A Reunion for the Old and Young

Rocking country music plays in the background as twilight sets in. The flickering lights of a carousel shine out, softly lighting the area, as crickets and cicadas nestled in the surrounding trees set off the atmosphere to a perfect summery sweetness. Parents stand in small groups, talking, laughing, fanning, sipping, as children run around clutching hard-won prizes and sweet treats.

This idyllic scene is an annual treat for visitors and residents of Quitman in Wood County, Texas. With an average of a thousand people visiting this event on each of the three days it is held, the Old Settlers Reunion is a cherished tradition of community in Wood County and far beyond.

This amazing carnival and music expo has been a yearly event since its inception in 1899. In the first years, the reunion consisted of buggies and wagons circling up into camping groups. With all kinds of events, games, and community meetings taking place over the week-long event it used to be, the time to “talk to folks and have entertainment” must have been the highlight of the season.

Over the years, the reunion continued to grow and expand. Though not part of the lineup anymore, one of the most popular events that grew out of the change was the infamous fiddling contest. From the 1960s until many years later, this contest was so immensely popular that hundreds of people would travel from all across the country to try their luck. With fiddlers bringing families and friends alike to help cheer them on as they competed for prizes, this contest was, to many visitors, the climax of the reunion. However, with the rise of digital technology, the art of fiddling unfortunately fell into somewhat obscurity, and in the mid-2000s, the board of the Old Settlers Reunion moved on to the next generation of greatness for the event.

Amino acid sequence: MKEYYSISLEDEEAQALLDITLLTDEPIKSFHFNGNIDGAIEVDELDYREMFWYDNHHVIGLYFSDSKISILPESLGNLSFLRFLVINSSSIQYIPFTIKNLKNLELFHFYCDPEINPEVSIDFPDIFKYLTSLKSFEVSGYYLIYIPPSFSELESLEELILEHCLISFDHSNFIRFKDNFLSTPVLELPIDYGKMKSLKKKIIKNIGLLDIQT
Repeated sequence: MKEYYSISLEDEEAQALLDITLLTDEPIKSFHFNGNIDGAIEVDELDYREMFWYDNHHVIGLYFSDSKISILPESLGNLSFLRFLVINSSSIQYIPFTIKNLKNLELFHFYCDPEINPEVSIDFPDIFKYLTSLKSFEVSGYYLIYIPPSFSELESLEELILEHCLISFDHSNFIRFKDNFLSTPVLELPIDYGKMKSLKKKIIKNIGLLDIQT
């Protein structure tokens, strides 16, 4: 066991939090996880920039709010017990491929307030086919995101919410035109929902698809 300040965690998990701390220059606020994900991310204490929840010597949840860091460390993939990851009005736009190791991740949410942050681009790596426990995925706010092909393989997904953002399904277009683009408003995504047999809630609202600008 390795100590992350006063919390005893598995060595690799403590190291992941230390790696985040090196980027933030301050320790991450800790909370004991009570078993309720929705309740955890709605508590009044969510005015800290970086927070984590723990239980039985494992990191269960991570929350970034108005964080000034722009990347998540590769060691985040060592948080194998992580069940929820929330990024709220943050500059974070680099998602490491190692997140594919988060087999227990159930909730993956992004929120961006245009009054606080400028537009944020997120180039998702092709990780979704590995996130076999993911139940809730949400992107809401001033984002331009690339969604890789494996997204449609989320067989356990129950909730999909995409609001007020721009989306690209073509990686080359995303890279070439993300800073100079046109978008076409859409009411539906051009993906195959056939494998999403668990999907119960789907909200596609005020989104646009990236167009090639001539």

Nowadays, the Old Settlers Reunion is still as fun and important in the community as it was more than 120 years ago. In 2022, the event will run from Thursday, August 4 until Saturday, August 6. In addition to plentiful food, craft, and other vendors and carnival-type games, the reunion is also fully organized to include some prestigious local talent performing all sorts of genres. Each of these shows is, amazingly, completely free for the public to attend.

The musical portion of the reunion will start strong on Thursday night with the “rocking and rolling” of some good old tunes from “The C,” Mr. Dale Cummings. Cummings, who has sung with multiple musical stars such as The Bellamy Brothers, Shenandoah, and Buddy Holly’s Crickets, sings and dances to music from the 50s, 60s, and 70s. This popular show is slated to be a blast for all!

Friday night brings the arrival of Rafael Espinoza and the Rockabilly Railroad; this band plays “original music that is deeply rooted in the blues.” Espinoza recently participated in an opening performance for Willie Nelson, recorded an album along with his band in the legendary Sun Studio in Memphis, Tennessee (which is the same amazing studio where Elvis, Johnny Cash, Jerry Lee Lewis, and other famous stars recorded some of their earliest albums), and won The Heart of Texas Blues Challenge. With exceptional talent like this, the Rockabilly Railroad is a sound that visitors are not going to want to miss.

Saturday night will actually feature a two-part event, the first half of which is the brand-new “Meet the Bulldogs” night. Only having been done once before, the idea of this fun event is to give the community a chance to meet and encourage the athletics department before they “kick off” the new high school football season just a few weeks later. From the cheerleaders to the band to the athletes and coaches all being included, the pep rally feel of the “Meet the Bulldogs Night” will be an exciting beginning to Quitman’s football season.